9. You might experience postpartum depression and anxiety.

Know the risks. Pregnancy after loss moms are at a greater risk for experiencing anxiety and depressive symptoms during and even after the birth of a healthy subsequent child. If you are experiencing any of these symptoms, please consider checking in with your health or mental health care provider to see if added support could benefit you. I had overwhelming postpartum anxiety, and seeing a therapist and taking anxiety medication helped immensely during my postpartum period. There is no shame in asking for what you need.

10. You will grieve again for all the things you missed.

I mentioned this earlier, but it’s important to point out again. You will not just grieve after you bring your rainbow baby home from the hospital. You will grieve for the rest of your rainbow baby’s life. Birthdays never to be had by one child but met by another. Milestones achieved by the living baby but never to be achieved by the deceased. An empty chair beside your living child that should be filled but never will be. Your grief will always be present and a part of your life but in a different way than you might think.

11. You may feel detached or overprotective.

Research shows that it’s common for moms to have complex feelings after their rainbow baby is born. At times, you might feel overprotective of your little one’s safety while at other times you might feel detached, still afraid of losing this baby too. These feelings of detachment will gradually fade. The feelings of overprotection may take a little longer to dissipate, but they will decrease too.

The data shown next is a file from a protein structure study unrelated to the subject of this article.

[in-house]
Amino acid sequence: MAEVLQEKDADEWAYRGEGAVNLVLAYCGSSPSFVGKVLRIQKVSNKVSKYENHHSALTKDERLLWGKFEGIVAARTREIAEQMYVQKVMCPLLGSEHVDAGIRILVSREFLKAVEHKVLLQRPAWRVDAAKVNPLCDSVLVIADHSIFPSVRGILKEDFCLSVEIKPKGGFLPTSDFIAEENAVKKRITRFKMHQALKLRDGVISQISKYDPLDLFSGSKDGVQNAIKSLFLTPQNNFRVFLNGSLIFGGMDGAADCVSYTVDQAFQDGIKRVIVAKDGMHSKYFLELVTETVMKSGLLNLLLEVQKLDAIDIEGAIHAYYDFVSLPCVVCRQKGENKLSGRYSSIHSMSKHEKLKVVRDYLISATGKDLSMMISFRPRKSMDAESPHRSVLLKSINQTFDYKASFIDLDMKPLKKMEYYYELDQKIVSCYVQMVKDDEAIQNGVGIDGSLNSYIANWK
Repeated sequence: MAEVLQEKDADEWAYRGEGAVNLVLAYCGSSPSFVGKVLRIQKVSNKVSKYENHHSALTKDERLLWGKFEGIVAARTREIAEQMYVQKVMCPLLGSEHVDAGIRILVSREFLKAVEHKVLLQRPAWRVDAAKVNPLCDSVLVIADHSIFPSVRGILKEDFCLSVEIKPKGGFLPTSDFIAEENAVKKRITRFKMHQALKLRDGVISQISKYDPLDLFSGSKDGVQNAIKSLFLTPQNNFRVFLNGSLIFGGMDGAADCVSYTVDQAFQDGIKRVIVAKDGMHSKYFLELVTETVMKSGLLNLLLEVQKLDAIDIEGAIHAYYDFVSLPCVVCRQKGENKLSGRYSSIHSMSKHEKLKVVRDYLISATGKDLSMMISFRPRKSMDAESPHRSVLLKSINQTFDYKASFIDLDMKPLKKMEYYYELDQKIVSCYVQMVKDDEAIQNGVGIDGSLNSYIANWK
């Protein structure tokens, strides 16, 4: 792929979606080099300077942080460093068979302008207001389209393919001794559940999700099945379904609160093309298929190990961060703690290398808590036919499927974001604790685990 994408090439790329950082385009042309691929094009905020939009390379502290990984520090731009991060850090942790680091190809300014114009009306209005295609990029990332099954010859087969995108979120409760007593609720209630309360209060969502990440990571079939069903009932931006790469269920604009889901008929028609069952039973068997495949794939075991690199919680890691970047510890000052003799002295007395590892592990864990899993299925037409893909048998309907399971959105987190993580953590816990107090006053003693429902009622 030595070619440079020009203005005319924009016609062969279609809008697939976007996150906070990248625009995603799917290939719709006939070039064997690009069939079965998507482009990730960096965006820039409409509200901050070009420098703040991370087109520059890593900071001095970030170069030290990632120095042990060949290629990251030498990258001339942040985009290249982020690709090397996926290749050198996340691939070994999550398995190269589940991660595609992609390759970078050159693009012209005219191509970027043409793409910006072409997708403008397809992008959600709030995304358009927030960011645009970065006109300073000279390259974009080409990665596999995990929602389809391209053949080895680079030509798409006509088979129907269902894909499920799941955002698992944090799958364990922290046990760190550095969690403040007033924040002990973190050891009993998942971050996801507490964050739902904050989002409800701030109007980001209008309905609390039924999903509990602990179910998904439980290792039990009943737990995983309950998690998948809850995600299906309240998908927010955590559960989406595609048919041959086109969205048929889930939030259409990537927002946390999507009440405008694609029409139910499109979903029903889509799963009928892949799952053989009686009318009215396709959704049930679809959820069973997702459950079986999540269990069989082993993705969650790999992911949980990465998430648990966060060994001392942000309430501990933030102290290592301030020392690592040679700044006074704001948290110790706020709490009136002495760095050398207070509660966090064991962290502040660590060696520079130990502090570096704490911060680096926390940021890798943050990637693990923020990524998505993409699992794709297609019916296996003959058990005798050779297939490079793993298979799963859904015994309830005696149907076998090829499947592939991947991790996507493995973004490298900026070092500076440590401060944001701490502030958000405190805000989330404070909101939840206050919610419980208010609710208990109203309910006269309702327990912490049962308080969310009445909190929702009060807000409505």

12. You may feel isolated or alone.

Most new mothers feel isolated and alone during the weeks after birth, especially in our society where paid family leave is so lacking. Unfortunately, this means moms bringing home rainbow babies often feel even more alone. We feel like we don’t belong in new moms’ groups because we aren’t really new moms. We have other children who just happen to have died. Even if you feel alone, please know you are not. There are online groups and other courageous pregnancy after loss moms at PALS waiting to connect during your journey through parenting your rainbow.

13. You will feel joy.

Joy will find you again! You will smile. You will laugh. You will love. It will all be there. You have overcome some of the hardest things a woman could ever have to go through, and during this time with your baby, you deserve to enjoy any moment of happiness that comes your way. It will come.

14. You will still remember.

A rainbow baby is not a replacement for your child who died. Don’t worry. You will not forget your baby that passed away. You will never forget. You will always have a place in your heart for your baby who died. They will always be with you. If it’s in the way the light glistens and dances on the fresh morning dew, the way your rainbow baby smiles, or just a soft whisper in your heart, your baby who died is ever-present in your mind, body, and soul. You will always remember.